Knee Valgus isn’t Bad, Not Controlling Knee Valgus is Bad

Knee valgus – there are many misconceptions surrounding this motion.

Knee valgus is a normal physiologic motion and should take place in a walk/run/squat/lunge – it is a triplane motion consisting of knee flexion, abduction and internal rotation. Tradition describes staying away from a valgus moment during rehab and training; which isn’t wrong, however, the question for me is: can it be more right? Just take a look at any traditional ACL prevention or rehabilitation program – knee valgus typically isn’t avoided. However, notice what happens when a basketball player grabs a rebound, or swing sport athlete wind up for a serve. Valgus!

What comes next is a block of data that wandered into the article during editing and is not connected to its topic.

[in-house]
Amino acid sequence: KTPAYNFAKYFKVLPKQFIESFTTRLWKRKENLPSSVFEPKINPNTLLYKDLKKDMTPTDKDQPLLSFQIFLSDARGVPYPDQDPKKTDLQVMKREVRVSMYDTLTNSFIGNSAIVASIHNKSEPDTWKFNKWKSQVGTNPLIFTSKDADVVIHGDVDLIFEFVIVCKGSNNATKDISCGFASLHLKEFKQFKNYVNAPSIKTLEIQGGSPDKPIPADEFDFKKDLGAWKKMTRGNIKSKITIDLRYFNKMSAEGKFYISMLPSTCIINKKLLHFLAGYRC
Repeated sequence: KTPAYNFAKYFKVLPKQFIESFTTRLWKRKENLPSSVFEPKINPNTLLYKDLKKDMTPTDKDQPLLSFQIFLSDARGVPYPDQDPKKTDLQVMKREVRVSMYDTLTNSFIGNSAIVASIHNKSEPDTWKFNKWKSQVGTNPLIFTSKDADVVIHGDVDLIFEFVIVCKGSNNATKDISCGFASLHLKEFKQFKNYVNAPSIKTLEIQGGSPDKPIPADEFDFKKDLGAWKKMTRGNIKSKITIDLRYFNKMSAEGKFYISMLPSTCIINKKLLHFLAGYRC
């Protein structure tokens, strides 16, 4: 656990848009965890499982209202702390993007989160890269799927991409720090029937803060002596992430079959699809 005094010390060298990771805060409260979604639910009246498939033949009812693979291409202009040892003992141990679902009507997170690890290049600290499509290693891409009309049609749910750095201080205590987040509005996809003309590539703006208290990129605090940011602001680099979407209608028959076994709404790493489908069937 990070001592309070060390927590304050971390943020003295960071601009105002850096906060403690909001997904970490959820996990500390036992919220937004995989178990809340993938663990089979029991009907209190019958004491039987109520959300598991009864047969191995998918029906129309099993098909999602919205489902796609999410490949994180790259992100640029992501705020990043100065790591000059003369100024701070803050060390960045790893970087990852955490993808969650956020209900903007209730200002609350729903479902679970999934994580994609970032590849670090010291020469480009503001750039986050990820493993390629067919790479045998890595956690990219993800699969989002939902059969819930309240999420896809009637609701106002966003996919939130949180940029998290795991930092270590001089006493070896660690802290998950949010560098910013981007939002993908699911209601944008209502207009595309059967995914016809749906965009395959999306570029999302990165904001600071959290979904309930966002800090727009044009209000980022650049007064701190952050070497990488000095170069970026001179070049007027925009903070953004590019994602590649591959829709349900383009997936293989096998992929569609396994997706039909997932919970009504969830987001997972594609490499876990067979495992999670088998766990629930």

Knee valgus should occur with foot strike and similar to supination and pronation, it is a triplane motion. The knee feels flexion, abduction & internal rotation when the foot hits the ground and momentum, body weight as well as gravity drives us towards middle; and must be controlled by the body, because if it isn’t, injury will occur.

Injuries occur when forces are presented to the body that the body can’t handle (i.e. the Goldilocks Principle – too much motion, not enough motion, motion at  the wrong time). If knee valgus isn’t trained logically, sequentially and at the neurological threshold of the individual, how can it be expected to REACT and CONTROL the motion when it is forced into that position?

What are your thoughts on knee valgus? How do you rehab, recondition and train it? 

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